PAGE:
Minnesota, of her selection as Miss America 1989. She added that she is
not superstitious and brought no good-luck charms to the pageant.
Miss Carlson, 22, of Anoka, Minnesota, performed a spirited violi
solo titled "Gypsy Airs." She has been studying violin for 17 years, win-
ning national and state competitions and performing a solo with the
Minnesota Orchestra.
Pageant officials took pains this year to emphasize that the judged
were looking for an "articulate, educated, dynamic role model" and not a
beauty queen.
EXTRAS
Duderstadt to enter Daily's=
'Dump the Dude' contest
Okay, so The Daily hasn't exactly received overwhelming response to
its New Student Edition Dump the Dude Sweepstakes. (In case you
missed it, we asked readers to predict the date and reason of the first call
for newly-appointed University President Duderstadt's resignation.) But s
far we've only received one entry. From the Dude himself.
Although he hasn't yet decided on the specifics of his entry, President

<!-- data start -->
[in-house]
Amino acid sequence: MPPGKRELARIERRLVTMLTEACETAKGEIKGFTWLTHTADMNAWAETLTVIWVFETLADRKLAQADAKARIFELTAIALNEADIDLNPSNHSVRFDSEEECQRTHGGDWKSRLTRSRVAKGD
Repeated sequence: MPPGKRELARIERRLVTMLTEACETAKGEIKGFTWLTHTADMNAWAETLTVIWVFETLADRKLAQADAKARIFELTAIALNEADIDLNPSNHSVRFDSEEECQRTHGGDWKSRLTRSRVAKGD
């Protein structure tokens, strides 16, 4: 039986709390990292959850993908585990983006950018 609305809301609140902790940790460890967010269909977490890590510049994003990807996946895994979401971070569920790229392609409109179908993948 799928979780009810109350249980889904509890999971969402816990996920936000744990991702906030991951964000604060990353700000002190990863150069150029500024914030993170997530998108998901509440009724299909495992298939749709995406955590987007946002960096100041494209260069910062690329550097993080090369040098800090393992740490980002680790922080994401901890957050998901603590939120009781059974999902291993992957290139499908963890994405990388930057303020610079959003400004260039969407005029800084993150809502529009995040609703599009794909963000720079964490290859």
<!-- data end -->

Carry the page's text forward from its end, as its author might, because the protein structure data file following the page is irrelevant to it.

James Duderstadt's administrative assistant said he not only liked the
contest, but will autograph the photo of himself (which appeared on the

front page of last Thursday's Daily) that we offered as a prize.
We'll keep you posted on future entries (if they occur) as well as the
sweepstakes result. And, oh, President Duderstadt - if you really want a
photo of yourself, we can arrange it. Even if you don't win.
-Lisa Pollak

9 x
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MAGAZINE '

The Michigan Daily (ISSN 0745-967) is published Monday
through Friday during the fall and winter terms by students at the
University of Michigan. Subscription rates: January through April
- $15 in Ann Arbor, $22 outside the city. 1988 spring, summer,
and fall term rates not yet available.
The Michigan Daily is a member of The Associated Press and the
National Student News Service.